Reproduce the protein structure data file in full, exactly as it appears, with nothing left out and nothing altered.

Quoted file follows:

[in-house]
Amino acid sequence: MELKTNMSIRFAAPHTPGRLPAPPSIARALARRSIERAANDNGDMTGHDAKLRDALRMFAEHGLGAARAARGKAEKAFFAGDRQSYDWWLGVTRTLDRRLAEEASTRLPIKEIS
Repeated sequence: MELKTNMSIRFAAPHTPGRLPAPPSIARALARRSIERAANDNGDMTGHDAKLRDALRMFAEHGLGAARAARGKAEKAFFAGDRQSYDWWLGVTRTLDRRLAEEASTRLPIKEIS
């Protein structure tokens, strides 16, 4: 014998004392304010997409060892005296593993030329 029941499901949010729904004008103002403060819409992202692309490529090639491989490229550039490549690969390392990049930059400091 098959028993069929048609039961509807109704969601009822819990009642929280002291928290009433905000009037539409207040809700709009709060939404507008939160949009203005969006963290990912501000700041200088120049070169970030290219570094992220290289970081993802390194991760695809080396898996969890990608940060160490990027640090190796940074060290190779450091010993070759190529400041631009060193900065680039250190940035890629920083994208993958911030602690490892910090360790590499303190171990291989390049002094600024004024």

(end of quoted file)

[in-house]
Amino acid sequence: MELKTNMSIRFAAPHTPGRLPAPPSIARALARRSIERAANDNGDMTGHDAKLRDALRMFAEHGLGAARAARGKAEKAFFAGDRQSYDWWLGVTRTLDRRLAEEASTRLPIKEIS
Repeated sequence: MELKTNMSIRFAAPHTPGRLPAPPSIARALARRSIERAANDNGDMTGHDAKLRDALRMFAEHGLGAARAARGKAEKAFFAGDRQSYDWWLGVTRTLDRRLAEEASTRLPIKEIS
């Protein structure tokens, strides 16, 4: 014998004392304010997409060892005296593993030329 029941499901949010729904004008103002403060819409992202692309490529090639491989490229550039490549690969390392990049930059400091 098959028993069929048609039961509807109704969601009822819990009642929280002291928290009433905000009037539409207040809700709009709060939404507008939160949009203005969006963290990912501000700041200088120049070169970030290219570094992220290289970081993802390194991760695809080396898996969890990608940060160490990027640090190796940074060290190779450091010993070759190529400041631009060193900065680039250190940035890629920083994208993958911030602690490892910090360790590499303190171990291989390049002094600024004024």